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DPRG: Deep Thoughts and rambling

Subject: DPRG: Deep Thoughts and rambling
From: Alan Bredon alanb at cryogen.com
Date: Fri Jan 9 13:37:50 CST 1998

Jim Brown wrote:

> In this oberservation, a robot would need to be created with
> some built in reflex responses.  IE: something to help it
> a long with the process.  Just as you put your finger over
> a flame, your hand draws back, the robot should have some
> similar reflex responses programmed in or it will not be
> complete.  Some things babys and robots should not have
> to learn, they should be innate.  Like the robot should have
> bumper switches, and should not have to learn that it should've
> stopped before it busted a hole in the wall.  The wise programmer
> would've programmed some innate responses, that when a bumper
> sensor goes off, the instant reaction is to stop, or back off,
> or shut down, or some other safety response.  Also, if it's
> power is getting weak, it's response is to seek out a wall
> receptical.  You can't learn if your power runs out!!!

Very good, I agree with the concept of at least some amount of innate
instinctive behavior.

When you stick your finger in a flame too long, the nerves from the
finger start firing towards the spinal cord which immediately sends back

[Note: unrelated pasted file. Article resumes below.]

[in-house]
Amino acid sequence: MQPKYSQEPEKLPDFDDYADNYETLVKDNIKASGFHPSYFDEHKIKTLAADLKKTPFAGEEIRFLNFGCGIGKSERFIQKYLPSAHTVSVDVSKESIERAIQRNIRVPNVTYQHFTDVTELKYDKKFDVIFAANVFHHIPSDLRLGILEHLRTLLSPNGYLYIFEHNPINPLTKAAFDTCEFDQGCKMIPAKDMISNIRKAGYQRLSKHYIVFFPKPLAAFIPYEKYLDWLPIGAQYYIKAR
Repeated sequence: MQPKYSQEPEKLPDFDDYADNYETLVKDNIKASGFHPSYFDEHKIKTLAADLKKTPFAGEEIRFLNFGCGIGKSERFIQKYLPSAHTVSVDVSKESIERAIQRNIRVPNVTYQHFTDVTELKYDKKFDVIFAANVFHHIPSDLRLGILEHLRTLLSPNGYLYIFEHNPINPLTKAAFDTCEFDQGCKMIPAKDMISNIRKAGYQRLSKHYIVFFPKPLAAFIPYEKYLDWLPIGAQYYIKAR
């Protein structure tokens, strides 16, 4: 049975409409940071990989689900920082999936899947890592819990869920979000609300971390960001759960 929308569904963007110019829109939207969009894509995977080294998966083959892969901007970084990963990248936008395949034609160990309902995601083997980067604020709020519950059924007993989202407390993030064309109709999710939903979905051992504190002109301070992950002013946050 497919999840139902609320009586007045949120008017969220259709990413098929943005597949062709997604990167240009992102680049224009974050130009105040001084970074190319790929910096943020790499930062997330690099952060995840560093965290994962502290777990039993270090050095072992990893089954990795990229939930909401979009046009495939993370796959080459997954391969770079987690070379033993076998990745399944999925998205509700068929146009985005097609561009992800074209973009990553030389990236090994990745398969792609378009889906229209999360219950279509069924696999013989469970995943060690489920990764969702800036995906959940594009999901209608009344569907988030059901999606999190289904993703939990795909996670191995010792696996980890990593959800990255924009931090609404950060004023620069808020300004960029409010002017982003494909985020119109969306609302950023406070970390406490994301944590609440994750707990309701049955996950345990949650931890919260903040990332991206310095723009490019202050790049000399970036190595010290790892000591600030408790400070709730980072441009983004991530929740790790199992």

signals for the muscles to retract.  All this before the brain finds out
about the hazard, minimizing the damage!  A properly functioning nervous
system will retract from negative stimuli.  The brain finds out about
the problem and processes the information to determine if the problem
has been handled or if more reaction is necessary (this is the learned
response part).  In other words, the brain collects damage reports

I've implemented just this method in my Otto.  Then pulse width
modulation for the speed control is set up by the CPU but separately
>from the CPU.  I used parallel-serial shift registers driving power FETs
to energize the motors.  The CPU jams a bit pattern into the register in
parallel and the register circulates the pattern continuously (clocked
asynchronously from the CPU at a rate optimized for the motors).  The
FET is driven by the circulating bit pattern.  The circulating circuit
contains a gate which can dump the bits and replace them with zeros in
one circulation, thereby disabling the FET and stopping power to the
motor.  The limit switches have access to those gates and the CPU polls
the limit switches.  If a switch is hit the motor stops or at least
coasts.  Subsequently the CPU responds with a signal to the braking
relay and decides what else to do next.

When we tried to do it all with just the CPU (C64), the program got busy
and would run over people for 1 second after a stop command was issued.
This was because the program was busy doing other things (such as
talking) and we did not have access to interrupts.  Faster processors
and interrupt vectoring can alleviate this problem.  However, interrupt
vectoring, complicates the programming, is not always reliable (CPU goes
haywire), and is difficult for a truly universal robot control
approach.  I've implemented several modularity concepts on Otto.
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